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Discussion Starter #1
Maybe I am too new to motorcycles, but I ahd my motorcycle for a few days where it sat (for a 5 days or so) and the battery was dead. Luckily I saw this comign down the road and got a battery charger. Is this common for a battery to have low life so soon? How soon should a battery sit before going dead?
 

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Union Strong
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1,142 Posts
How old is the battery, what year is the bike?

Typically in the winter one would put it on a trickle charger...
 

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ULTIMATE Forum Supporter
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7,748 Posts
Really depends on the battery (quality) and more importantly how the battery was charged initially. If you buy a new battery, install it in the bike and go ride, then that battery will never last. A battery needs a proper, FULL charge the first time it's put in service, otherwise it will never perform up to spec.

Typically a battery will last 3-5 years with proper care, but some will be useless after a year, others can last 7-8 years easily.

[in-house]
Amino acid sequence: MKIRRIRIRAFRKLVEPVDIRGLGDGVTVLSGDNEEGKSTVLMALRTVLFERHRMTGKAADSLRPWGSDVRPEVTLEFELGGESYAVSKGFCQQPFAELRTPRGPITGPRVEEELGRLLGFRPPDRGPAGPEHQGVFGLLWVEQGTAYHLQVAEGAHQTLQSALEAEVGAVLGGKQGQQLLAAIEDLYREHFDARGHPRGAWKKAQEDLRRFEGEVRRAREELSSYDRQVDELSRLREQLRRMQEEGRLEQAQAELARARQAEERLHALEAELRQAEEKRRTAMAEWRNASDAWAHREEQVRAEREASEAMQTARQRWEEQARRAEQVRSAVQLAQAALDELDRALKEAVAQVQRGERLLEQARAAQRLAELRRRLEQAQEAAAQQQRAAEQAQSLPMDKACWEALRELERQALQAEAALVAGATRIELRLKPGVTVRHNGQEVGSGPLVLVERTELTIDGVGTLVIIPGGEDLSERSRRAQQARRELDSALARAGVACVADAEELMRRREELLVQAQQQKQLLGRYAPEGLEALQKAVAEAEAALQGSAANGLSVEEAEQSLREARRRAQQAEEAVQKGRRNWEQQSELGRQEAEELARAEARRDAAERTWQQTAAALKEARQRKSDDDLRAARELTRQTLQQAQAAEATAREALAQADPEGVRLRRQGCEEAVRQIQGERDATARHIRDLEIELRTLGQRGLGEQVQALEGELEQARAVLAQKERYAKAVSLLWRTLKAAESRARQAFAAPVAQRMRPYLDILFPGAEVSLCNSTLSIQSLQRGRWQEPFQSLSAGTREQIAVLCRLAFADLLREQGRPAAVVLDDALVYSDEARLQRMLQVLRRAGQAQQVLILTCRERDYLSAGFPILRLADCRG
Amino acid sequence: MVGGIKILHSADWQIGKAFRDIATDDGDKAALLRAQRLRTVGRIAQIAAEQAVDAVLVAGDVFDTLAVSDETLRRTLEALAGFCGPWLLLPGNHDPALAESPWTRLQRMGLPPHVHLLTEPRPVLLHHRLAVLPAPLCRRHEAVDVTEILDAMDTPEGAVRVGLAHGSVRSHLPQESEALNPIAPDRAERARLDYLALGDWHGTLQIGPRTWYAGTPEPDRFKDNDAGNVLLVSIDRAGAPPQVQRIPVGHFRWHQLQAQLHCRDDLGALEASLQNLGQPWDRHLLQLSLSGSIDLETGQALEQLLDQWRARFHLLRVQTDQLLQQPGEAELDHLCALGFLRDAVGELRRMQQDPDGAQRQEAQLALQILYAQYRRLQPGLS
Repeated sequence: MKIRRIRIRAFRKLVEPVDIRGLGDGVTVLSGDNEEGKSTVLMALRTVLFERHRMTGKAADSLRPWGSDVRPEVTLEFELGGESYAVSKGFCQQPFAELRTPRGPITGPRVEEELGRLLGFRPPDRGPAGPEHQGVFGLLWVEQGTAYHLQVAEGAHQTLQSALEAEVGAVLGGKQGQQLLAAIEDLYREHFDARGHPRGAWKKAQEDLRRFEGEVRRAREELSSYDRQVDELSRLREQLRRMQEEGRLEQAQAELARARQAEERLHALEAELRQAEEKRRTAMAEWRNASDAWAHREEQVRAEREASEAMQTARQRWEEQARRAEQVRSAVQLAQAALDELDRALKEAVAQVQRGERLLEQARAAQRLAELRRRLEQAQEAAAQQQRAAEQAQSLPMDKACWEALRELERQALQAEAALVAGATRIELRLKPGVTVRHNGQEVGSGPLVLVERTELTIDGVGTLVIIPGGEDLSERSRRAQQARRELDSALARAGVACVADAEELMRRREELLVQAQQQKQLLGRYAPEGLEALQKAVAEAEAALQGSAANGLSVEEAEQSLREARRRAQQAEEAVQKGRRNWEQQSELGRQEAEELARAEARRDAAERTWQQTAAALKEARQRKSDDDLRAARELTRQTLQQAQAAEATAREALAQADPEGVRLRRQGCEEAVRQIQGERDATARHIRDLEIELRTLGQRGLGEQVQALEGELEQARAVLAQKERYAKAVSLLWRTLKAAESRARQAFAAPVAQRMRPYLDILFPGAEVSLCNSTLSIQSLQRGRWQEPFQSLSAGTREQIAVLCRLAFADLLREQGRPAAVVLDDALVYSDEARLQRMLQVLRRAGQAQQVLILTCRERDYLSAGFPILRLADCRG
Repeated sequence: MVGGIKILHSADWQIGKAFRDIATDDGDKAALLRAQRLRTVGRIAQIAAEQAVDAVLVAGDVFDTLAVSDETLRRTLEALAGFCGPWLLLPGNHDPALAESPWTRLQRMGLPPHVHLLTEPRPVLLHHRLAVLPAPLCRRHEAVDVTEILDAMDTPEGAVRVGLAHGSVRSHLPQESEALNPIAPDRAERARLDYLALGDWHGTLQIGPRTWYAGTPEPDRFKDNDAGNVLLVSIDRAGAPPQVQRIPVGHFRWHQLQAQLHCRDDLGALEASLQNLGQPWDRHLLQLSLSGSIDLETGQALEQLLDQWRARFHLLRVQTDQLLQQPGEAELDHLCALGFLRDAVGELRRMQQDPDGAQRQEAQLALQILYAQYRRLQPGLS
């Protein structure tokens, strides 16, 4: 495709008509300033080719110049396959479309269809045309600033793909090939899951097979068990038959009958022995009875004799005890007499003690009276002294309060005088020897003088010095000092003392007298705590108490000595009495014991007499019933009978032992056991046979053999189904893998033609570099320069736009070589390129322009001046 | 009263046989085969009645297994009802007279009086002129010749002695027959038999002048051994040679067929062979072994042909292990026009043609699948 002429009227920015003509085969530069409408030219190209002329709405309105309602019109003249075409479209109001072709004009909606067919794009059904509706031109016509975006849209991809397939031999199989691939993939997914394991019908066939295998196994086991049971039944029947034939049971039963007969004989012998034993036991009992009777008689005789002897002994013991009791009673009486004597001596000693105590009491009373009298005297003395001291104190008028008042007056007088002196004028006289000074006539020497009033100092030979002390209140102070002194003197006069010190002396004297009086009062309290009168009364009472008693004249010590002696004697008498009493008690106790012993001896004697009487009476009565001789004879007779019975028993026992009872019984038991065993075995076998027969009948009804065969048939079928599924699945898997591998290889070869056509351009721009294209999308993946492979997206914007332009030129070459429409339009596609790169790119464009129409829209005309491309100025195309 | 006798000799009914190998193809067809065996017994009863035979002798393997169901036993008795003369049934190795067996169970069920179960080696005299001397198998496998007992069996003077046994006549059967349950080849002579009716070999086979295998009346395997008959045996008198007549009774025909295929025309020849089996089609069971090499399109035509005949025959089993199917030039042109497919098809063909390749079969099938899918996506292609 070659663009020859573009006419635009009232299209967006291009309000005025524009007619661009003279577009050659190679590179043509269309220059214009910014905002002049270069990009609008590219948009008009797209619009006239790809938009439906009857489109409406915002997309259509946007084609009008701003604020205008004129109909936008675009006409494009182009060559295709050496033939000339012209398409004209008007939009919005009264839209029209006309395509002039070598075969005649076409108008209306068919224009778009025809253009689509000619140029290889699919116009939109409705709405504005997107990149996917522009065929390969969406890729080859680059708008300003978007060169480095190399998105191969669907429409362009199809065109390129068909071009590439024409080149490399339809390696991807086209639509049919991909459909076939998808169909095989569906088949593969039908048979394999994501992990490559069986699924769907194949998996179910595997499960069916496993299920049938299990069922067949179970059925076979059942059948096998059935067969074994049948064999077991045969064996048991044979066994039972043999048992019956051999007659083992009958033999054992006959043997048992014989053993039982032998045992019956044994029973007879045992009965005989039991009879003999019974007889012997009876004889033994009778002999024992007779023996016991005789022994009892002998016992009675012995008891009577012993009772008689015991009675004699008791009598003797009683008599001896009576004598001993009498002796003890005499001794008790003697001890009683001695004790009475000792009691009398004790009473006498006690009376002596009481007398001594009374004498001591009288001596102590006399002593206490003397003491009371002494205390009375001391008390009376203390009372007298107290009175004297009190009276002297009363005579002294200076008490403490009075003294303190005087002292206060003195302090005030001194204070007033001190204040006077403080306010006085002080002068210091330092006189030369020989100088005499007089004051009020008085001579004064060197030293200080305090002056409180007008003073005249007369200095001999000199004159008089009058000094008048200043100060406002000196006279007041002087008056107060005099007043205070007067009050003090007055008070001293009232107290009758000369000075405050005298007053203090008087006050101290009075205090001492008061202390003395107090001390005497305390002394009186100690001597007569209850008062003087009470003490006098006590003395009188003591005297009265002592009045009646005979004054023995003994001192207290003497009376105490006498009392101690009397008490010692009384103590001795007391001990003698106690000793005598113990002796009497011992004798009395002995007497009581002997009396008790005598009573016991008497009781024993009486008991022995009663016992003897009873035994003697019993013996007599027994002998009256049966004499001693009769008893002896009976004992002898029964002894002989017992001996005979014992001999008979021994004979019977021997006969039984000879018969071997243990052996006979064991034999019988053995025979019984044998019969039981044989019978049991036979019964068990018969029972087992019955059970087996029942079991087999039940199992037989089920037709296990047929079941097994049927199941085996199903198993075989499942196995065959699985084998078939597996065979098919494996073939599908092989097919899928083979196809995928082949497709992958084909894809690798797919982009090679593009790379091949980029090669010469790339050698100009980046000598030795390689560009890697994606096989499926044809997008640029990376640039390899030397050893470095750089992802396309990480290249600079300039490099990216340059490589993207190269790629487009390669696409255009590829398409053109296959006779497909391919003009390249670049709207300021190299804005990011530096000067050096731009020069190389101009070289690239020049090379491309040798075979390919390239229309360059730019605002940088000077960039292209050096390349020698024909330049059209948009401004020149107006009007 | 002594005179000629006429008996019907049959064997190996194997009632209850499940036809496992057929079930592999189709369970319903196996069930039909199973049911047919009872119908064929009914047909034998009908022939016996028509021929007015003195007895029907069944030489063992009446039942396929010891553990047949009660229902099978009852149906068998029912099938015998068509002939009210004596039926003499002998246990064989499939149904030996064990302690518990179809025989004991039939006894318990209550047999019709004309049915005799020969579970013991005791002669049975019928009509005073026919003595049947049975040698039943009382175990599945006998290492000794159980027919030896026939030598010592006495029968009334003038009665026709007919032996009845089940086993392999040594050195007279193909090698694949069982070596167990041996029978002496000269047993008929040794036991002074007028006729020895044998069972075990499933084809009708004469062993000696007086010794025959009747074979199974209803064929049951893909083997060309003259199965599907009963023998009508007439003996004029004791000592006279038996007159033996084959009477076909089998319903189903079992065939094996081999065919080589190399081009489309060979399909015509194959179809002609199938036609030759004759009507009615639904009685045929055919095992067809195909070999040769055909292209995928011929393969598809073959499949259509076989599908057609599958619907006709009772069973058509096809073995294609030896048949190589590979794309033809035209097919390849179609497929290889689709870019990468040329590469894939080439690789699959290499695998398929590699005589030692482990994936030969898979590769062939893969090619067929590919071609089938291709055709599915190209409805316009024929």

Best to charge it fully with a "smart" charger like a Battery Tender or Deltran etc., then check the battery voltage after a few days, starting cycles and see what you're getting. You can also check the voltage at the battery while the bike is running to make sure your charging system is working.

These values are from my Honda manual but should be similar or close:

Fully charged: 13.0 - 13.2V
Under charged: Below 12.3V

with the bike running at 5000RPM voltage should be greater than your measured battery voltage (above) and less than 15.5V
 

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TV Guru
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11,779 Posts
If that 5 days was out in the cold, you betcha it can go dead. However, a brand new battery that was properly prepared and charged before sitting should go at least a couple weeks before it goes dead if the weather is warm or the bike is in a heated garage. If it's an unheated garage and it's cold outside, you might get a week before it will start having trouble cranking.

If the battery is old or wasn't properly prepared, you may be needing to top it off after just a couple days of sitting, even in good weather.

Remember: motorcycle batteries are tiny little things compared to car batteries. Where cold cranking amps on car batteries can be in the hundreds, they are in the dozens on many powersport batteries. Also, idling a lot can cause a battery to fail to charge while the bike is running since a lot of bikes need at least 1500 RPMs to exceed the break even point on voltage.
 
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